TitleAssociations of coffee and tea consumption with lung cancer risk.
Publication TypeJournal Article
Year of Publication2020
AuthorsZhu, J, Smith-Warner, SA, Yu, D, Zhang, X, Blot, WJ, Xiang, Y-B, Sinha, R, Park, Y, Tsugane, S, White, E, Koh, W-P, Park, SK, Sawada, N, Kanemura, S, Sugawara, Y, Tsuji, I, Robien, K, Tomata, Y, Yoo, K-Y, Kim, J, Yuan, J-M, Gao, Y-T, Rothman, N, Lazovich, DA, Abe, SK, Rahman, MShafiur, Loftfield, E, Takata, Y, Li, X, Lee, JEun, Saito, E, Freedman, ND, Inoue, M, Lan, Q, Willett, WC, Zheng, W, Shu, X-O
JournalInt J Cancer
Date Published12/2020

Associations of coffee and tea consumption with lung cancer risk have been inconsistent, and most lung cancer cases investigated were smokers. Included in this study were over 1.1 million participants from 17 prospective cohorts. Cox regression analyses were conducted to estimate hazard ratios (HRs) and 95% confidence intervals (CIs). Potential effect modifications by sex, smoking, race, cancer subtype and coffee type were assessed. After a median 8.6 years of follow-up, 20 280 incident lung cancer cases were identified. Compared with non-coffee and non-tea consumption, HRs (95% CIs) associated with exclusive coffee drinkers (≥2 cups/day) among current, former and never smokers were 1.30 (1.15-1.47), 1.49 (1.27-1.74) and 1.35 (1.15-1.58), respectively. Corresponding HRs for exclusive tea drinkers (>2 cups/day) were 1.16 (1.02-1.32), 1.10 (0.92-1.32) and 1.37 (1.17-1.61). In general, the coffee and tea associations did not differ significantly by sex, race or histologic subtype. Our findings suggest that higher consumption of coffee or tea is associated with increased lung cancer risk. However, these findings should not be assumed to be causal because of the likelihood of residual confounding by smoking, including passive smoking, and change of coffee and tea consumption after study enrolment. This article is protected by copyright. All rights reserved.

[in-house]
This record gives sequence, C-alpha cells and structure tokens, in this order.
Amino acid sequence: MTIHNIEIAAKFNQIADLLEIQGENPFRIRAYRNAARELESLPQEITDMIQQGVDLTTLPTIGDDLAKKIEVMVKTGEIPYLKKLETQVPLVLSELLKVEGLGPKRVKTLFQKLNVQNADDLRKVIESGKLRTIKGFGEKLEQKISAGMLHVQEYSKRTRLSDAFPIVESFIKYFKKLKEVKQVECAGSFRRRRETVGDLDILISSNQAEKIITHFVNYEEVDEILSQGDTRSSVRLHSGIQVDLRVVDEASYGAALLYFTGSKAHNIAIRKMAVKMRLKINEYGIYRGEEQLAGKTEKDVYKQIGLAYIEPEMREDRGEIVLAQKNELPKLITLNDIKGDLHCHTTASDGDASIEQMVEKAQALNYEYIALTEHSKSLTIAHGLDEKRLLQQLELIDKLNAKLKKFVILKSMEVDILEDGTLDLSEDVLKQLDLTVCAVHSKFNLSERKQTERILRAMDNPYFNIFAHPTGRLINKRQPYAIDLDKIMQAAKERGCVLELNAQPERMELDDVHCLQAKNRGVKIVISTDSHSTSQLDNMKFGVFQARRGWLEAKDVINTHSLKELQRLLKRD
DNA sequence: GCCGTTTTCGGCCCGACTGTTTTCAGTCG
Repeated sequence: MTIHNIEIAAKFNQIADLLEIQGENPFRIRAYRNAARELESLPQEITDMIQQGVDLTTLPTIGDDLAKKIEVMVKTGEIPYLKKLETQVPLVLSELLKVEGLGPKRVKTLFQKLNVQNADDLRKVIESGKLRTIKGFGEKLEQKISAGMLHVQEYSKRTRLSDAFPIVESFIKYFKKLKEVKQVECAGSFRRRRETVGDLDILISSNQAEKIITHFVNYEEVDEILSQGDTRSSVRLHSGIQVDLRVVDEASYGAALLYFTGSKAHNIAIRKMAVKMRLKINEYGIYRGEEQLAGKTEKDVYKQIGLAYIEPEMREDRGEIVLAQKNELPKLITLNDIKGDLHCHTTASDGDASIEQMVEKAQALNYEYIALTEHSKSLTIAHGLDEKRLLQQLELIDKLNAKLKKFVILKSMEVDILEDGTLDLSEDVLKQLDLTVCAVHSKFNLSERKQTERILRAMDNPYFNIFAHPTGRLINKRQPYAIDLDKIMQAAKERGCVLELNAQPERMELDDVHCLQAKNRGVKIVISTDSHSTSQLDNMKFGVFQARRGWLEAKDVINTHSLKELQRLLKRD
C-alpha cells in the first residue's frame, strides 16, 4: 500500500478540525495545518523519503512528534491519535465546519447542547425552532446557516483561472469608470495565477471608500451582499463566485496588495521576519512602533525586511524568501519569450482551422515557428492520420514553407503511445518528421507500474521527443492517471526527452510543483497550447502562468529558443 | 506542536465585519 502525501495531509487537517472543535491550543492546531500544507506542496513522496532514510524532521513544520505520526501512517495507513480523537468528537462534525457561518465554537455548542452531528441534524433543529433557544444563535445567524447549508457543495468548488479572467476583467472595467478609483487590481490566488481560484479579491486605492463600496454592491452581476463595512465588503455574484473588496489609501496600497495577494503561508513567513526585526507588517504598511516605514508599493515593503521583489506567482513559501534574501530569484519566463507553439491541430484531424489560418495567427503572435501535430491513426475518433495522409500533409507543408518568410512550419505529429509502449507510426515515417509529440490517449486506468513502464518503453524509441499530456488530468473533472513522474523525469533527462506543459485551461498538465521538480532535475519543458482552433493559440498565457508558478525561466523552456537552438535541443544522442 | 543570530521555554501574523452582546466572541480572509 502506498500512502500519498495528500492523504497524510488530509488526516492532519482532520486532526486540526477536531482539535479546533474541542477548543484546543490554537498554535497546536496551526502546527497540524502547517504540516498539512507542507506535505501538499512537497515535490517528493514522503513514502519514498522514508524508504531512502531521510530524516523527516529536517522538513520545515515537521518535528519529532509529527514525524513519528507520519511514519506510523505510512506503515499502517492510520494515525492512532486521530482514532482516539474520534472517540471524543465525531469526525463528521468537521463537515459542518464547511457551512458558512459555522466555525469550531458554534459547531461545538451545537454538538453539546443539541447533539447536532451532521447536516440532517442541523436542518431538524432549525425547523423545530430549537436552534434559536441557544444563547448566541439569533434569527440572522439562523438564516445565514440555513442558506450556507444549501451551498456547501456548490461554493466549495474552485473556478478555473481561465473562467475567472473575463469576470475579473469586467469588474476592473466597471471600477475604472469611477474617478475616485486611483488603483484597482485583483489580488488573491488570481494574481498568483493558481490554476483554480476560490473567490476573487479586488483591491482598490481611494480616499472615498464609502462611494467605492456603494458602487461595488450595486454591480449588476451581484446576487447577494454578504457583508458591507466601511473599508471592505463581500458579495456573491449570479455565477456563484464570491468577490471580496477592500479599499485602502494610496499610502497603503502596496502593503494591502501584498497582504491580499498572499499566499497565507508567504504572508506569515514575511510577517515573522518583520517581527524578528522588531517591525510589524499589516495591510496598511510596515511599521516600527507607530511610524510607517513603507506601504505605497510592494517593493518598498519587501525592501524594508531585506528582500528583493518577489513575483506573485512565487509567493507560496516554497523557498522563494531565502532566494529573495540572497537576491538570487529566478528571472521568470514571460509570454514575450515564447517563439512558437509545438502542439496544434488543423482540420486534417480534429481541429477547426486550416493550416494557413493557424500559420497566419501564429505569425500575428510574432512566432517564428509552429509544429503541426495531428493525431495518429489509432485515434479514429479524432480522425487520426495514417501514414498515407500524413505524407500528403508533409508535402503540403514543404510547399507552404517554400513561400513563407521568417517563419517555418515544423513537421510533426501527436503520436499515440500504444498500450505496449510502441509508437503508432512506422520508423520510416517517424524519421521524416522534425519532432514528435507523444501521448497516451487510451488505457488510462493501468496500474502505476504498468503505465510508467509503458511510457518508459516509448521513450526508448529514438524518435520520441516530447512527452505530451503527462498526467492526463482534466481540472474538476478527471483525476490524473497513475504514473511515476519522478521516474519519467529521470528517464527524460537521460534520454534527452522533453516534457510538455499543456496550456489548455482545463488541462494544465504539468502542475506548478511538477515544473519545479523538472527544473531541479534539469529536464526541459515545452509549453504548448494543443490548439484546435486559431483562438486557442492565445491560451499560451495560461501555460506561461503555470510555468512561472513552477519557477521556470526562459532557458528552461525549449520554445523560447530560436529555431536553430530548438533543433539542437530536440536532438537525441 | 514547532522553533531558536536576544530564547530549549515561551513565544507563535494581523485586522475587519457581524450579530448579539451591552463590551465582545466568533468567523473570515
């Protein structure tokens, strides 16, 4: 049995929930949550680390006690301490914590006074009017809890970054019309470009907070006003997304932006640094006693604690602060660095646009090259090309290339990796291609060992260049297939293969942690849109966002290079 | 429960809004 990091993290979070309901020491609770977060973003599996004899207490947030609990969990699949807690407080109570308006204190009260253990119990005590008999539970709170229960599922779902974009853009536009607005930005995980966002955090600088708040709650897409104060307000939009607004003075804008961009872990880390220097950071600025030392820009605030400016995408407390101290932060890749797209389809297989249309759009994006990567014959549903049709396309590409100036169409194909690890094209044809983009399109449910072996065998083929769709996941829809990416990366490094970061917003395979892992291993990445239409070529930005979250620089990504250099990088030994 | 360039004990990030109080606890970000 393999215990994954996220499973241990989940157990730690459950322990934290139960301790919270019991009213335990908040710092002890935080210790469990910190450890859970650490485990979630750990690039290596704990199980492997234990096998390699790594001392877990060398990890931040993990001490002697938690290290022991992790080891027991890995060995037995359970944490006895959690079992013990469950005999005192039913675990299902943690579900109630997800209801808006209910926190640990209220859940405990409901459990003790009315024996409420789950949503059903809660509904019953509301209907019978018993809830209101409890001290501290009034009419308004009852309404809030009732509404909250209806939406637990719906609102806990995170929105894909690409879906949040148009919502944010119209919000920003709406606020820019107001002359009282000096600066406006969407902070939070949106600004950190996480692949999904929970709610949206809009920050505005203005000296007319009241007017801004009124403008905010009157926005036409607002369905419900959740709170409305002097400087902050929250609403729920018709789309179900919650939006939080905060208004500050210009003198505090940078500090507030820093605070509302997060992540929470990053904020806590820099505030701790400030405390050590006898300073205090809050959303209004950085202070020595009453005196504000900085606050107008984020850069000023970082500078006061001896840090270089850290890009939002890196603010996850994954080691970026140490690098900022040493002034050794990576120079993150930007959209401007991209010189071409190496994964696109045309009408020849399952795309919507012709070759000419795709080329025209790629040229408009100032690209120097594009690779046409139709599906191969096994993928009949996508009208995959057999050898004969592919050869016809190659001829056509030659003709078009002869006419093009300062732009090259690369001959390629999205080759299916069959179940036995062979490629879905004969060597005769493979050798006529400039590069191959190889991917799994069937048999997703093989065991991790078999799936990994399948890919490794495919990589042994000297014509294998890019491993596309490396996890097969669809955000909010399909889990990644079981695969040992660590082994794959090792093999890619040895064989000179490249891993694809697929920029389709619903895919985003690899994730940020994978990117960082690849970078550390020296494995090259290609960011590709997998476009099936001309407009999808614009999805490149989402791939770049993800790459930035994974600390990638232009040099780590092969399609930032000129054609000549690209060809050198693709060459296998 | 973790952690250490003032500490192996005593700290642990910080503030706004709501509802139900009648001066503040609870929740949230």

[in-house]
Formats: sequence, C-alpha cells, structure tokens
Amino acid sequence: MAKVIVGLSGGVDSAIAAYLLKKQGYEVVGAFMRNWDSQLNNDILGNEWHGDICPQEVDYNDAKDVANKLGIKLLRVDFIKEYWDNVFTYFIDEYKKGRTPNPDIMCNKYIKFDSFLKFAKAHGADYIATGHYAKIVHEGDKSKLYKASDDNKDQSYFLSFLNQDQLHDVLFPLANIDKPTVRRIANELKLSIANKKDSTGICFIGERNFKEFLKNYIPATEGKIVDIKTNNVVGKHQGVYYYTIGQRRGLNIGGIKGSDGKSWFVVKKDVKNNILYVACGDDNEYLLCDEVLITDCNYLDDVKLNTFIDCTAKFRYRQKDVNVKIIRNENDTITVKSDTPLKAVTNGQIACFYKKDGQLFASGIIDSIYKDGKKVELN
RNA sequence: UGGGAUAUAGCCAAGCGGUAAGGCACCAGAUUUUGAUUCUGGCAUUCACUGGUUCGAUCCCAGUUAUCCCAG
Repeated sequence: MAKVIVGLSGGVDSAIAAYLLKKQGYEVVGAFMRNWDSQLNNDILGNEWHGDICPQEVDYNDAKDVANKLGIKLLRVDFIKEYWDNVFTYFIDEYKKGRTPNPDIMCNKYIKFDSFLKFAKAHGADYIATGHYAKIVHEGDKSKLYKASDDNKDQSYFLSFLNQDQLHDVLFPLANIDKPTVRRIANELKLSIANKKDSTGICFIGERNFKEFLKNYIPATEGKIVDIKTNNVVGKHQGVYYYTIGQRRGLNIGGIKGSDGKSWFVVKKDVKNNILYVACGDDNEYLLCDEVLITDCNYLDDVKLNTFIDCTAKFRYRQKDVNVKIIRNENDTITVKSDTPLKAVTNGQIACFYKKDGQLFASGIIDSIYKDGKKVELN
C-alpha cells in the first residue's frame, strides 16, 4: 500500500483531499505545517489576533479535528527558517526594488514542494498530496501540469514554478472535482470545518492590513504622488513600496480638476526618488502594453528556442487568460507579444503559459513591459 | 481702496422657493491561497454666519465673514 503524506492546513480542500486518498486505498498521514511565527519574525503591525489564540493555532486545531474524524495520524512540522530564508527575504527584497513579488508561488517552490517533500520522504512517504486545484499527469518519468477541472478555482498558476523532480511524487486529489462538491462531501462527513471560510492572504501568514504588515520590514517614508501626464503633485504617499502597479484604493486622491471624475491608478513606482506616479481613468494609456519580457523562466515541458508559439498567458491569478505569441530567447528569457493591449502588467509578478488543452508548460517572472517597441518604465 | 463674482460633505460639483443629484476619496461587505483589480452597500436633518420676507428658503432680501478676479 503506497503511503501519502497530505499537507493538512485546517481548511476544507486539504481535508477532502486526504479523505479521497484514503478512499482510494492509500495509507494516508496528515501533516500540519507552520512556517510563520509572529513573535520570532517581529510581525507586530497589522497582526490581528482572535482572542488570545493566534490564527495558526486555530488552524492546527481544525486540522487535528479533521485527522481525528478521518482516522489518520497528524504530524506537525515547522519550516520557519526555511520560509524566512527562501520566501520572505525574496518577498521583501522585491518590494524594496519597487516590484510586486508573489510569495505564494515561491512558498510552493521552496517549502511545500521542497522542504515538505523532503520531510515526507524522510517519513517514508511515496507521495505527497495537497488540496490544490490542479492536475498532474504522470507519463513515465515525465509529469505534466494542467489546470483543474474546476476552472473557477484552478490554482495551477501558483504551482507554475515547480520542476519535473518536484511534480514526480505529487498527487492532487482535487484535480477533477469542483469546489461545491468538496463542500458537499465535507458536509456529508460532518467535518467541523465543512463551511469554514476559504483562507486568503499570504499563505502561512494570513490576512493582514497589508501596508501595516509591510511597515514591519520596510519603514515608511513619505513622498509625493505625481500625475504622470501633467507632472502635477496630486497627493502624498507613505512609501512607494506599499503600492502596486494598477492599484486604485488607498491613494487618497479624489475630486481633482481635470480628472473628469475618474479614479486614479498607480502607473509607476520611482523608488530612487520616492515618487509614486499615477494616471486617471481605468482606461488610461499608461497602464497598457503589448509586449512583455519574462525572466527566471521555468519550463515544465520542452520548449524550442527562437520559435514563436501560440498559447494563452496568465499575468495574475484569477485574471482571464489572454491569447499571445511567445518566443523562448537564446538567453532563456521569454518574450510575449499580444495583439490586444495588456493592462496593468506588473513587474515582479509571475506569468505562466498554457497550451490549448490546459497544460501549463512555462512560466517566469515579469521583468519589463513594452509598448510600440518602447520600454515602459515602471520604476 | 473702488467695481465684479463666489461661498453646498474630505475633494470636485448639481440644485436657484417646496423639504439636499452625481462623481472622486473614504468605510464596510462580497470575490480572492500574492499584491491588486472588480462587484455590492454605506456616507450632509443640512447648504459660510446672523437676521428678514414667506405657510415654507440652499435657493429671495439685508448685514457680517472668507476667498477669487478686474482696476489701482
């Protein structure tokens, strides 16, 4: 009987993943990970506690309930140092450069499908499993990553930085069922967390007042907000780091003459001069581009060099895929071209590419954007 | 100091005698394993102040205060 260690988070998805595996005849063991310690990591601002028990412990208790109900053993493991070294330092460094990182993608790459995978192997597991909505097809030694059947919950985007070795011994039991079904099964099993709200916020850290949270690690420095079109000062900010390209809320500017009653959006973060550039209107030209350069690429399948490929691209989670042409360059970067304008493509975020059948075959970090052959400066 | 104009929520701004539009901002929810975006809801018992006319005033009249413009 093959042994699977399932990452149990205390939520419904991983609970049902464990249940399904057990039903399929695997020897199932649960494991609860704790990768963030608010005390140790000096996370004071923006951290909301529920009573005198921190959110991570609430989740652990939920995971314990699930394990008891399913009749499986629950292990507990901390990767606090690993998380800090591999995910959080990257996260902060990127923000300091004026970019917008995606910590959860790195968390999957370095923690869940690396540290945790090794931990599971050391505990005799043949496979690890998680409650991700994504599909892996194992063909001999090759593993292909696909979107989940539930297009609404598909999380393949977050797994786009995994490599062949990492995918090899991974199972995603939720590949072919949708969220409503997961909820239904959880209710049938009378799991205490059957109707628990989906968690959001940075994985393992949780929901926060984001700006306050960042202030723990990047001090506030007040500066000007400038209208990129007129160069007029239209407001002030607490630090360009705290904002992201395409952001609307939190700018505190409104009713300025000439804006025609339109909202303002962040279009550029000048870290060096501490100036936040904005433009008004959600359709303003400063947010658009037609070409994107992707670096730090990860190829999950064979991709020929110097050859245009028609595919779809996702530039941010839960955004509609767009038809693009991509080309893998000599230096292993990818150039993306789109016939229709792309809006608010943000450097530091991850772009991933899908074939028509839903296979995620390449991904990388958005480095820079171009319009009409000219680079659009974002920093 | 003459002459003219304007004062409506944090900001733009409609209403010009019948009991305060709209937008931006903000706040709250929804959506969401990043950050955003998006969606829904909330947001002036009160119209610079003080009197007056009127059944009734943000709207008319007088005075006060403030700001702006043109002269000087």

Alternate JournalInt J Cancer
PubMed ID33326609